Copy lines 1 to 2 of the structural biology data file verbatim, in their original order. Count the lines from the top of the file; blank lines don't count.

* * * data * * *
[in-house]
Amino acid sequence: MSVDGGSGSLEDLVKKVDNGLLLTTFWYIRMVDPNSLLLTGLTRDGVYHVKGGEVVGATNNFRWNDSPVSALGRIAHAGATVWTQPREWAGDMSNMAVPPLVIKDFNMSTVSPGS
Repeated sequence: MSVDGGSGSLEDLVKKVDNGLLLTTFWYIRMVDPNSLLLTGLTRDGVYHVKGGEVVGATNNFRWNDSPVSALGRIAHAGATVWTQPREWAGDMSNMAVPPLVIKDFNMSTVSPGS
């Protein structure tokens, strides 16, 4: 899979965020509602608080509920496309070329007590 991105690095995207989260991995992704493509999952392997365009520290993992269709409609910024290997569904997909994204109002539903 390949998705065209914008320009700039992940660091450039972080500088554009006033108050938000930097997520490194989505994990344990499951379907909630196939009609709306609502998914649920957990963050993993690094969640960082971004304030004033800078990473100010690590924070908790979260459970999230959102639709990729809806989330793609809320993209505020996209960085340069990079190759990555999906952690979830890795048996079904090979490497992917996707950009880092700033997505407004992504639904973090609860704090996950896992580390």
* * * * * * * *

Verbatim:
[in-house]
Amino acid sequence: MSVDGGSGSLEDLVKKVDNGLLLTTFWYIRMVDPNSLLLTGLTRDGVYHVKGGEVVGATNNFRWNDSPVSALGRIAHAGATVWTQPREWAGDMSNMAVPPLVIKDFNMSTVSPGS